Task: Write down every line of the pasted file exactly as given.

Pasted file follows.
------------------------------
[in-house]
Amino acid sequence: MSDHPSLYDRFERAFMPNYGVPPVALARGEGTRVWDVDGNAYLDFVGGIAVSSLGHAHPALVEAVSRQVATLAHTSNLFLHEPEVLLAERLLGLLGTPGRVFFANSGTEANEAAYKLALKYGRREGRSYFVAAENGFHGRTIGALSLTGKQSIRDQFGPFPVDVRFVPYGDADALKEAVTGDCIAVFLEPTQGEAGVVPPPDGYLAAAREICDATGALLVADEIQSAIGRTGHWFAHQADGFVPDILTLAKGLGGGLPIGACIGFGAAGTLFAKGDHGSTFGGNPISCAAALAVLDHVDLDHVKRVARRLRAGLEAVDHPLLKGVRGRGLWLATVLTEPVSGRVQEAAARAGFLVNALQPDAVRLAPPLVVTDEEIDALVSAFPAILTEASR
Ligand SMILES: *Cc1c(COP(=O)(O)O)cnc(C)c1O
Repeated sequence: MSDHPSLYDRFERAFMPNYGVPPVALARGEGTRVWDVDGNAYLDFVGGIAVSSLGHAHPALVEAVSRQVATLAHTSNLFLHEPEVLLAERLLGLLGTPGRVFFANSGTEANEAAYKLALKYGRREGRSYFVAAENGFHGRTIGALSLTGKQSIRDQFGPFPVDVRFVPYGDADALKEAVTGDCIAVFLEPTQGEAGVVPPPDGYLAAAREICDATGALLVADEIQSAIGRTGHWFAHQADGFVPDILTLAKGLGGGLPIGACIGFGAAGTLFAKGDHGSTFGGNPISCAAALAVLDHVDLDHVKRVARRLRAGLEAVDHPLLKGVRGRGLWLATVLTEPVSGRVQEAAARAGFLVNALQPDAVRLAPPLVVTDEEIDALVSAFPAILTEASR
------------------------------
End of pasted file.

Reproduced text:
[in-house]
Amino acid sequence: MSDHPSLYDRFERAFMPNYGVPPVALARGEGTRVWDVDGNAYLDFVGGIAVSSLGHAHPALVEAVSRQVATLAHTSNLFLHEPEVLLAERLLGLLGTPGRVFFANSGTEANEAAYKLALKYGRREGRSYFVAAENGFHGRTIGALSLTGKQSIRDQFGPFPVDVRFVPYGDADALKEAVTGDCIAVFLEPTQGEAGVVPPPDGYLAAAREICDATGALLVADEIQSAIGRTGHWFAHQADGFVPDILTLAKGLGGGLPIGACIGFGAAGTLFAKGDHGSTFGGNPISCAAALAVLDHVDLDHVKRVARRLRAGLEAVDHPLLKGVRGRGLWLATVLTEPVSGRVQEAAARAGFLVNALQPDAVRLAPPLVVTDEEIDALVSAFPAILTEASR
Ligand SMILES: *Cc1c(COP(=O)(O)O)cnc(C)c1O
Repeated sequence: MSDHPSLYDRFERAFMPNYGVPPVALARGEGTRVWDVDGNAYLDFVGGIAVSSLGHAHPALVEAVSRQVATLAHTSNLFLHEPEVLLAERLLGLLGTPGRVFFANSGTEANEAAYKLALKYGRREGRSYFVAAENGFHGRTIGALSLTGKQSIRDQFGPFPVDVRFVPYGDADALKEAVTGDCIAVFLEPTQGEAGVVPPPDGYLAAAREICDATGALLVADEIQSAIGRTGHWFAHQADGFVPDILTLAKGLGGGLPIGACIGFGAAGTLFAKGDHGSTFGGNPISCAAALAVLDHVDLDHVKRVARRLRAGLEAVDHPLLKGVRGRGLWLATVLTEPVSGRVQEAAARAGFLVNALQPDAVRLAPPLVVTDEEIDALVSAFPAILTEASR